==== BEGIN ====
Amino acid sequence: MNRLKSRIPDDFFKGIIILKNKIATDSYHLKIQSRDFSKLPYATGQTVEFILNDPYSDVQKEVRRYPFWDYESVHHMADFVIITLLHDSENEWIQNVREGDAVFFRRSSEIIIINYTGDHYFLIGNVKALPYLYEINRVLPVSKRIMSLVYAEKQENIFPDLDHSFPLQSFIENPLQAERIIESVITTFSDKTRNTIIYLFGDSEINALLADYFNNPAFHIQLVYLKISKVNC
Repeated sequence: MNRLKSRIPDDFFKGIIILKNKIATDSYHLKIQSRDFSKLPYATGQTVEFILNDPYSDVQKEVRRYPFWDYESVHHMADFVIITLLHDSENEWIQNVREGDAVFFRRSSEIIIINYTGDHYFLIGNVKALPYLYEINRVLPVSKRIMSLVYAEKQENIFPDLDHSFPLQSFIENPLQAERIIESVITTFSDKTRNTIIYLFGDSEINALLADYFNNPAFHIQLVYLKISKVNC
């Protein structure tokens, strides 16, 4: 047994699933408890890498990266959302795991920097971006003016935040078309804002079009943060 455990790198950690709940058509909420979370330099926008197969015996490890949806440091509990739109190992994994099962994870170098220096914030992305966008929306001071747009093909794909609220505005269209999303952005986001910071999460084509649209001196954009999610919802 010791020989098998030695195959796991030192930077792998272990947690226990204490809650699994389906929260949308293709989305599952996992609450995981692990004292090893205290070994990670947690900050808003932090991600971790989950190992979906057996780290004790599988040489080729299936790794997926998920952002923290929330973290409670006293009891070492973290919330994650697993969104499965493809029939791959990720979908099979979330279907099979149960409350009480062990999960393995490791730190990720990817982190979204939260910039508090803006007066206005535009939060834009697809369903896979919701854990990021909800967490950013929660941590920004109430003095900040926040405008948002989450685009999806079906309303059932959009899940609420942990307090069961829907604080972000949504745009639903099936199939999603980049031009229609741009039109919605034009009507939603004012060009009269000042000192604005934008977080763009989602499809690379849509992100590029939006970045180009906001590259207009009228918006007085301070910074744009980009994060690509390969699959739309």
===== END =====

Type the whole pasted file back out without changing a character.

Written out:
Amino acid sequence: MNRLKSRIPDDFFKGIIILKNKIATDSYHLKIQSRDFSKLPYATGQTVEFILNDPYSDVQKEVRRYPFWDYESVHHMADFVIITLLHDSENEWIQNVREGDAVFFRRSSEIIIINYTGDHYFLIGNVKALPYLYEINRVLPVSKRIMSLVYAEKQENIFPDLDHSFPLQSFIENPLQAERIIESVITTFSDKTRNTIIYLFGDSEINALLADYFNNPAFHIQLVYLKISKVNC
Repeated sequence: MNRLKSRIPDDFFKGIIILKNKIATDSYHLKIQSRDFSKLPYATGQTVEFILNDPYSDVQKEVRRYPFWDYESVHHMADFVIITLLHDSENEWIQNVREGDAVFFRRSSEIIIINYTGDHYFLIGNVKALPYLYEINRVLPVSKRIMSLVYAEKQENIFPDLDHSFPLQSFIENPLQAERIIESVITTFSDKTRNTIIYLFGDSEINALLADYFNNPAFHIQLVYLKISKVNC
């Protein structure tokens, strides 16, 4: 047994699933408890890498990266959302795991920097971006003016935040078309804002079009943060 455990790198950690709940058509909420979370330099926008197969015996490890949806440091509990739109190992994994099962994870170098220096914030992305966008929306001071747009093909794909609220505005269209999303952005986001910071999460084509649209001196954009999610919802 010791020989098998030695195959796991030192930077792998272990947690226990204490809650699994389906929260949308293709989305599952996992609450995981692990004292090893205290070994990670947690900050808003932090991600971790989950190992979906057996780290004790599988040489080729299936790794997926998920952002923290929330973290409670006293009891070492973290919330994650697993969104499965493809029939791959990720979908099979979330279907099979149960409350009480062990999960393995490791730190990720990817982190979204939260910039508090803006007066206005535009939060834009697809369903896979919701854990990021909800967490950013929660941590920004109430003095900040926040405008948002989450685009999806079906309303059932959009899940609420942990307090069961829907604080972000949504745009639903099936199939999603980049031009229609741009039109919605034009009507939603004012060009009269000042000192604005934008977080763009989602499809690379849509992100590029939006970045180009906001590259207009009228918006007085301070910074744009980009994060690509390969699959739309």